Melbourne (AFP) - Rafael Nadal called for more understanding from umpires over time warnings as he fought off a spirited challenge from Japan's Kei Nishikori to reach the quarter-finals of the Australian Open on Monday.
The Spanish world number one won 7-6 (7/3), 7-5, 7-6 (7/3) in three hours 17 minutes and will play rising Bulgarian star Grigor Dimitrov in the last eight on Wednesday.
Nishikori, showing the effects of working with new coach Michael Chang, pressed Nadal all the way and had his chances to take sets off the top seed only lose the big points in the match.
"Kei played a fantastic match. Just a few mistakes in some moments that were tough ones. But he played very aggressive, he went for his shots," Nadal said.
"He came on court with determination to take the ball very early and go for the winners.
"It was just a tough match, a very important win."
Nadal was angered when he was called for an unsettling second time violation in between points by chair umpire Eva Asderaki at deuce while 4-4 at a critical time in the third set, but he regathered his composure to go through on his second tiebreaker.
The 13-time Grand Slam champion did not dispute the 20-second rule in between points at Grand Slams, but rather took issue with the chair umpire's handling of it.
"I don't want to change the rule. I accept that sometimes I was slow. I respect that," he said.
"The negative thing in my opinion is not the warning, but the timing of it. You can choose another moment to do it, not that one.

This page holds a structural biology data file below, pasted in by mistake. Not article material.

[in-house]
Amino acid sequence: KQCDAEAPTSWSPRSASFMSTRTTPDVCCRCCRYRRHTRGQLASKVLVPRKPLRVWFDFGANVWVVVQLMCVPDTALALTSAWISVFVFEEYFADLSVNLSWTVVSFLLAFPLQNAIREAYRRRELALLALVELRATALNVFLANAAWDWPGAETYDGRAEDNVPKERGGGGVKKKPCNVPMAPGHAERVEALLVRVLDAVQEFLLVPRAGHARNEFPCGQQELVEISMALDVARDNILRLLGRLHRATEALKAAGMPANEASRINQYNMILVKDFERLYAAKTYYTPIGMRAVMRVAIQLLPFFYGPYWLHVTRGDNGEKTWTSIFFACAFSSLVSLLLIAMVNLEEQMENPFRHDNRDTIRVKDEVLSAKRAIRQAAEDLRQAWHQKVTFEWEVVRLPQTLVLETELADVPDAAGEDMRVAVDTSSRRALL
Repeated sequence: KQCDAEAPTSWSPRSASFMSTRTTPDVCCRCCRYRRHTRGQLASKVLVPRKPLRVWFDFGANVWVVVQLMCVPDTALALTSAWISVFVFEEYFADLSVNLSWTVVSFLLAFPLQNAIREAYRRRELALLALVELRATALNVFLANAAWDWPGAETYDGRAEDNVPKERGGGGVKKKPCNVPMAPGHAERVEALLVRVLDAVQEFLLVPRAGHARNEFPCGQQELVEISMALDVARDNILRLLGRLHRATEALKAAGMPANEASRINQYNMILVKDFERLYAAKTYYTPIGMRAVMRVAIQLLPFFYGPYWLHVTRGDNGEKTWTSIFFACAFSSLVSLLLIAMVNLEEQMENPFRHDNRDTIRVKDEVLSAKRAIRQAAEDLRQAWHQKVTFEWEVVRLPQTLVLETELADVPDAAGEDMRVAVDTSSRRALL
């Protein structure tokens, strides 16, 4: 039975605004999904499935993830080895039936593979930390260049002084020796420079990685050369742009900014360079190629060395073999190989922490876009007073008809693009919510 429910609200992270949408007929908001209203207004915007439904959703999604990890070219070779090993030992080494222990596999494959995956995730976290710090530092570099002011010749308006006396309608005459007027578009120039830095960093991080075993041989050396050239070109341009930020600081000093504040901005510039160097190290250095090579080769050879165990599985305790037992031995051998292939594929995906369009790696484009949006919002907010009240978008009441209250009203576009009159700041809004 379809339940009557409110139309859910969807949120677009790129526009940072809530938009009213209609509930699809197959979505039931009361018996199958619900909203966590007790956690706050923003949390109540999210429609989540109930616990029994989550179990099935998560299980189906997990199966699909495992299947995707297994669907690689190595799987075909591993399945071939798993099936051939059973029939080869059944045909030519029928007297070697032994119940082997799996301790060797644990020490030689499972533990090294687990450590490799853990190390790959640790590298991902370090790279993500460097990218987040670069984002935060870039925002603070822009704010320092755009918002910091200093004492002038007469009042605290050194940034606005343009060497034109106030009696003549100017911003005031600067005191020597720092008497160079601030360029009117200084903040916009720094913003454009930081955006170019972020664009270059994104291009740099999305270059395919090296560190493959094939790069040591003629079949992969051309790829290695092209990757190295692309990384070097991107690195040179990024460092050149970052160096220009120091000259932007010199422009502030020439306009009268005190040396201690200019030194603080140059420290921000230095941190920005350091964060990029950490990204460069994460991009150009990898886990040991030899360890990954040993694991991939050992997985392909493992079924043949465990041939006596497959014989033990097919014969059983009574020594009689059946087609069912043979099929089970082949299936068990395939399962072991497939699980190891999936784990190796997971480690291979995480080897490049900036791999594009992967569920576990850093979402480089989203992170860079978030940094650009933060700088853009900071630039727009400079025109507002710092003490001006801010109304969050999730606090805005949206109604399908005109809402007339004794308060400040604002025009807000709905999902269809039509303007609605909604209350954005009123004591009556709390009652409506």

"She didn't advise me before the second warning that I was still going slow. It's a normal thing, for the referee to help the player a little bit, and say, 'Rafa, you are going too slow.' "
Nadal, who is now on a nine-match winning streak, had to adjust to Nishikori's backhand which took some time away from the Spaniard's on-court positioning.
"It was difficult for me to take position inside the court and I was close to losing every set," he said.
"He is always very quick around the court, but today with his backhand today he was able to take the ball quicker and that's why I was struggling for my position on the court."
Nadal broke Nishikori's serve five times, but lost his own on four occasions and had the more effective serve, winning 76 percent of first serve points.
Nishikori paid for his 22 forehand errors, some on crucial points, among a total error count of 51, while Nadal hit 36 winners.
"It's always tough against him on every surface," Nadal said of Nishikori.
"He's a very complete player. He's very quick. He's able to do the most difficult things by taking the ball early and changing the direction.
Kei is a potential top?10 player. So that's the real thing. It's a great victory for me."